Posted in NCPTS - Standard 4, NCPTS - Standard 5, Professional Development

Using # to keep a running record on Twitter

This was another NCTIES session with George Couros on March 3, 2017. I got so much out of the one the previous day, that I attended both sessions he had on March 3.

The title of this session is Creating a Blended Learning Environment. #nctiesgc #ncties17.

There was a lot of information in this presentation, but what I took away from it was how to use Twitter and #’s as a way to organize your posts, docs, and tweets.

Unique #’s for your tweets.

Using specific #’s in Twitter can help to keep your tweets organized and easy to find.   If you set a specific # for a class or a topic, then the students can just search that # to find information.  However, be sure to check if that # is already in use. Can also use # to tweet out to parents. An example of this for my school would be me using #nasifeBAC17. by doing this, parents or students can search this particular hashtag and see all the tweets I sent out, or they sent out with this tag.

One area of technology that I am always struggling with is the amount of emails I receive in a day.  With this idea of tags on tweets and docs it seems like a great way to eliminate some emails. Parents and students can just search the tag and see any information that might be posted.  By using 17, it is a way for me to distinguish the year this was used and make it an archive for that class. This way I can look back and see what was done in previous years and have a record.

Hashtags in Title for Google Apps

Hashtags in the title of docs, forms, sheets, etc. are important. This is a more cloud based way to organize instead of putting things in folders. Hashtags create a way to search easily in Google Drive.

Other Points from this Session

  1. Use bit.do as a better way to shorten links and customize them. It allows you to customize the title of the link.
  2. Instead of searching for videos for students, have them search for it.  Create a form for them to label it and place it and explain why they think it is important.  Teaches them to access information online. Can also do this as a way to check in with them and see how they are doing academically or socially.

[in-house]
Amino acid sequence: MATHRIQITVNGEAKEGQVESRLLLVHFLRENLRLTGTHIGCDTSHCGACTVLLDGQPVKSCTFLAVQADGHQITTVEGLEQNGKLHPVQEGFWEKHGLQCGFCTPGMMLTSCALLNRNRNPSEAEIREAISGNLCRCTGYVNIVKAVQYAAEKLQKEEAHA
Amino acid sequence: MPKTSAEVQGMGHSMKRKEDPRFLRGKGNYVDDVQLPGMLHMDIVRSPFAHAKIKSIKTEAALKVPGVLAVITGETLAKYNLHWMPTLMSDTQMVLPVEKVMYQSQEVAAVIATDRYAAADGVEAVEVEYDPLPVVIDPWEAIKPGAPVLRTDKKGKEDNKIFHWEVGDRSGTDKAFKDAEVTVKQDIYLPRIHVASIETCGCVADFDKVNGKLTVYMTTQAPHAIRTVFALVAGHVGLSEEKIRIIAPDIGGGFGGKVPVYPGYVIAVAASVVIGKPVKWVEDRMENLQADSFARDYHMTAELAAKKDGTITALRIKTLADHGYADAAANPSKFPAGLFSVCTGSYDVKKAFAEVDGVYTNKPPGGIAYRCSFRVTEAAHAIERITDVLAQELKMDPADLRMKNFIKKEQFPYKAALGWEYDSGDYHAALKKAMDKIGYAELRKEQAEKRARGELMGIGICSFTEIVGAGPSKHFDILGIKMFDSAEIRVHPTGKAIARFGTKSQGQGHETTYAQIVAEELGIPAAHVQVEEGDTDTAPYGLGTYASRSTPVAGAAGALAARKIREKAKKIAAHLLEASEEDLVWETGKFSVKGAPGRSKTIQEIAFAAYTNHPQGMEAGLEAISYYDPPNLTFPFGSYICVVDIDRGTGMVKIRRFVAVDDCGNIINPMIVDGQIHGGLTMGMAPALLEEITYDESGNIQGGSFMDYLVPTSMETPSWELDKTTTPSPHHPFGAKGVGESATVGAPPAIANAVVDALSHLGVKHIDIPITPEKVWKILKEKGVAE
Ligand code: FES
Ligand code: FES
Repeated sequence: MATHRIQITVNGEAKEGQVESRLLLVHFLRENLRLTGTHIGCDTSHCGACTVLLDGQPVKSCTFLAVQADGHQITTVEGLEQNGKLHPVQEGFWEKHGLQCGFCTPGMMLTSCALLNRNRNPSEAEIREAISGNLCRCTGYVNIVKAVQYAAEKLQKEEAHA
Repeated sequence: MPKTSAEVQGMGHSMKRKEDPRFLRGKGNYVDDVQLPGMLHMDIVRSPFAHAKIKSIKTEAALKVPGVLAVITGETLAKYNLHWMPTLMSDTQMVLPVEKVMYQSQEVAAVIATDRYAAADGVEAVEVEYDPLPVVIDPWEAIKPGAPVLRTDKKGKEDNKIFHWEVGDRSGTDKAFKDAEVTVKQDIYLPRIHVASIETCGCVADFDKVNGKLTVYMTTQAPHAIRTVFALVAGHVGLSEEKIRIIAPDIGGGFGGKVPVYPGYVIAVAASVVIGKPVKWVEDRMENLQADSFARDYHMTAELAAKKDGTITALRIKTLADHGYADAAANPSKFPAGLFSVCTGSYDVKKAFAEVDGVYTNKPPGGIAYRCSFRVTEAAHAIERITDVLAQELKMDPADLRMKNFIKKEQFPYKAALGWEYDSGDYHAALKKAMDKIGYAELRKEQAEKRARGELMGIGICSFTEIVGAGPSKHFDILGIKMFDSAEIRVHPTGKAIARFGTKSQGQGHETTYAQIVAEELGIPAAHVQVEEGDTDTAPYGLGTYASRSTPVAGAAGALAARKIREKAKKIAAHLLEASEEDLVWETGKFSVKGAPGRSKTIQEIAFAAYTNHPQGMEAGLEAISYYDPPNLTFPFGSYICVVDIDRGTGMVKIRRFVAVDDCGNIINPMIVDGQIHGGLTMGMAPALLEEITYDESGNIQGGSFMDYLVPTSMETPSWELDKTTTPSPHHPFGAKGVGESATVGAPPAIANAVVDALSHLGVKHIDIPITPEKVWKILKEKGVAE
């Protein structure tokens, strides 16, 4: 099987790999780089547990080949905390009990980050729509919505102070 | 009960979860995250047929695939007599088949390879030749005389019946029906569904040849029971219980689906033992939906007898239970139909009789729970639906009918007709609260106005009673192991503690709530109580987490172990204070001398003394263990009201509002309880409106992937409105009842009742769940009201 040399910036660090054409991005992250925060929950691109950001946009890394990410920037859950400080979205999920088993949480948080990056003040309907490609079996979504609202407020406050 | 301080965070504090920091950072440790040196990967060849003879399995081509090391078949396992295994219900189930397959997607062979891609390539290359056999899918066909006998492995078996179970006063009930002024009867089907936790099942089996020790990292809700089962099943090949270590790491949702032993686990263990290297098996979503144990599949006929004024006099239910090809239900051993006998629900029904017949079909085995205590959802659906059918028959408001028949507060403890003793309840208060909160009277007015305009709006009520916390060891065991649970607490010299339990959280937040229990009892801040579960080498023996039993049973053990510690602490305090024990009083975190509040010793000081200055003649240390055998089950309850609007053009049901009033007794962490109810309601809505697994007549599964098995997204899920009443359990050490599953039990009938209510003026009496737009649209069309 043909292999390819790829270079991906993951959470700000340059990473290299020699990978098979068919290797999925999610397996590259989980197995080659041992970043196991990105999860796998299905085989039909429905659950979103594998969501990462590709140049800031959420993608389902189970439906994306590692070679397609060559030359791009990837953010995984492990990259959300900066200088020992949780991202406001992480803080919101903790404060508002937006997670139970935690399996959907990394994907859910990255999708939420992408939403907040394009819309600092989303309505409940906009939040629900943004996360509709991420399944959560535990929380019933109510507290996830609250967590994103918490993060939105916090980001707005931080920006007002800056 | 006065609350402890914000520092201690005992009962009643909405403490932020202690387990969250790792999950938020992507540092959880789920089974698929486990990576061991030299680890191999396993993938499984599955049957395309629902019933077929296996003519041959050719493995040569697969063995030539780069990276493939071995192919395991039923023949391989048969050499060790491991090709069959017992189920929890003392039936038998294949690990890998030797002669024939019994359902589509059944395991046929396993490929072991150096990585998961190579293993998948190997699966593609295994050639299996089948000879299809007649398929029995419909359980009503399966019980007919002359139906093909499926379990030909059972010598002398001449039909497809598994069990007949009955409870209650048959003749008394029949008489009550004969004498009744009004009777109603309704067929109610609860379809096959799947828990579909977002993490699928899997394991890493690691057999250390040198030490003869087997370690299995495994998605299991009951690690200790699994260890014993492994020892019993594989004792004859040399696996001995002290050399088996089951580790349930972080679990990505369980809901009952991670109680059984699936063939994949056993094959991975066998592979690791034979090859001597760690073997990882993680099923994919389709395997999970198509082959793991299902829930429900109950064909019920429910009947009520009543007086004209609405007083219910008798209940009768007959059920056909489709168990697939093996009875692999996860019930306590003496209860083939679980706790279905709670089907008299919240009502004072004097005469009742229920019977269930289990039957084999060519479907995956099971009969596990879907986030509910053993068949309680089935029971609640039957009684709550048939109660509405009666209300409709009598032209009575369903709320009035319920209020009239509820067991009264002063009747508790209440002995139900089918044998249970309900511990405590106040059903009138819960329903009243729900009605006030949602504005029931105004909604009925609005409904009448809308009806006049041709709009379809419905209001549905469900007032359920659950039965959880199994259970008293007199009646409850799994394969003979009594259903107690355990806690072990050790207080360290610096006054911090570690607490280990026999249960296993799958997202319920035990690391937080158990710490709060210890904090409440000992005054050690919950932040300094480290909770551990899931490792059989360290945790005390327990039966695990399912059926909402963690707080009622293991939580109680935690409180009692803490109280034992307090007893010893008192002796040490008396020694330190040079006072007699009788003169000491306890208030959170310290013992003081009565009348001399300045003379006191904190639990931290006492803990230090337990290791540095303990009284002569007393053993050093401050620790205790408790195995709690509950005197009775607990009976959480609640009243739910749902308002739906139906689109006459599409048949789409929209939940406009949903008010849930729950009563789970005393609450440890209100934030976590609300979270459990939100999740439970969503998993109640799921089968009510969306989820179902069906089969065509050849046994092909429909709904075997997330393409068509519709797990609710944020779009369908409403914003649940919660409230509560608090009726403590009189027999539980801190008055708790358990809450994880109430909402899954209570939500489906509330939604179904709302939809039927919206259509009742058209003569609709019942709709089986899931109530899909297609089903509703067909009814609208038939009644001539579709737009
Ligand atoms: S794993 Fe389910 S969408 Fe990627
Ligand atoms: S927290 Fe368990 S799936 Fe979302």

3. Don’t spoon feed others with the basics of technology.  They need to learn basics on their own, so we can collaborate on the big ideas and bigger themes of collaboration in the classroom. This was something that really impressed me.  This was a session about how to use Google Apps, Twitter, etc. effectively in your classroom. There was an assumption that the basics of these apps was already known.  It was not a session to learn how to create a doc or a form, how to title it, or how to share it.
    • There was also a discussion about how to pass this information along to other teachers and how to get them to buy into it. “Try to recreate the experience you want to see with your students when you try to get other teachers to do this.” – George Couros. This quote made a lot of sense to me and something I need to consider as I try to get others involved in this.
  4. Set the bar higher for students.  Don’t always tell them stuff they should NOT be doing on Twitter, instead tell them and show them the great things they can do with it.

 

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Author:

I am a 5th grade teacher at Barringer Academic Center in Charlotte, NC

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